Pallant House Gallery: reduced budgets, but certainly not reduced ambitions

Chichester’s Pallant House Gallery is getting ready to emerge from the second national lockdown with Degas to Picasso: International Modern Masters (December 3-April 18).

Simon Martin
Simon Martin

Adapting to changing times, it is an exhibition which the gallery has drawn from its own collection, as gallery director Simon Martin explains. The point is that you have got to look for the opportunities, he says.

“We have got between 4,000 and 5,000 works in our collection, and we are very much spoken about as being a great place to see 20th century British art. But between all the various gifts and bequests that we have had over 40 years, we have actually also got a wonderful representational collection of international works starting with prints by Manet and Whistler and Cezanne and original paintings.

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“Over the past couple of years, the focus has become about bringing things in from the outside and we haven’t really given our own works the space. But during the winter this year when people would normally be looking for winter European city breaks, we can show them instead this wonderful collection of international works in Chichester. That will be our main exhibition and there will be more than 40 artists, and for us to be able to draw on our own remarkable collection of works is great.”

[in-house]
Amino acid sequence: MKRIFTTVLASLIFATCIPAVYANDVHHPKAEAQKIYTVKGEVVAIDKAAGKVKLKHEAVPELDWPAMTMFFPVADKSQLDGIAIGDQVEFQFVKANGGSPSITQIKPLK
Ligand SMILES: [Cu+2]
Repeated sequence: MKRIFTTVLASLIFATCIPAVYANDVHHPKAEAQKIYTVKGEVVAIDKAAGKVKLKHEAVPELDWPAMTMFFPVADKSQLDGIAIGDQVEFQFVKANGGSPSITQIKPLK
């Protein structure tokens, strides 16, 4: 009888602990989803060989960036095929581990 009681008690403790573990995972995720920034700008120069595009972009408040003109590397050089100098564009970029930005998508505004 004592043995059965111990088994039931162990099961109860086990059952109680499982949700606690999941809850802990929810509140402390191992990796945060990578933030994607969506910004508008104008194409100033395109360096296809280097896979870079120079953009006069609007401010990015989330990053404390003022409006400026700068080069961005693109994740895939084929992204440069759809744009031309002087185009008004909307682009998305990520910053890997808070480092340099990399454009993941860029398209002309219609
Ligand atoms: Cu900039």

It comes as the gallery remains buoyant despite the disappointment of the new lockdown. Again, it is a question of looking at the positives: “We were very fortunate that we managed to reopen the gallery in August, and the exhibitions that we just opened in March when we had the first lockdown we were able to continue with, and we had a complete run with the Barnett Freedman.

“So between the two lockdowns, we have had a very successful time – in spite of limits on numbers and social distancing and the pre-booking system and having nine hours less opening time. We reduced the opening to 4pm every night.

“But what happened was that visitors were much more evenly spread across the day rather than, as often happens, us being very, very busy in the middle of the day.”

The majority of people were pre-booking, but the gallery was generally able to accommodate drop-ins: “The feedback that we had was almost universally positive. We had lots of people saying that it was their first cultural trip out that they had had.”

As for the financial side of things: “Pallant House is very much dependent on a variety of different income sources. One of those is Chichester District Council and also the Arts Council. Their support is very important to us. Quite a bit of our income is from our endowment fund, and this has built up over a number of years. All the indications are that the income from that is going to drop significantly, and so we are having to make plans accordingly.

“The positive thing was that we were open from August to October, but we didn’t have income from March, April, May, June and July, and in a way, we are having to tighten our belts, very much so, and that’s why drawing on our own collection seems to be very sensible. There are no transport costs. There are no loan fees. But there are also a lot of opportunities. We can do a lot more research and we can focus our digital efforts on this.

“Financially it is concerning for us, as it is for every other organisation, but we are very fortunate that we have got up to 4,000 Friends and they have stayed with us, and they have really appreciated the contact that we have made with them. I am an optimistic person generally, but I think being able to get everything together in the summer – the one-way system, the pre-booking system, all the health and safety, everything in place – means that we are now in a good place for when we can reopen. Our budgets are being reduced, but not the ambition of what we are trying to do.”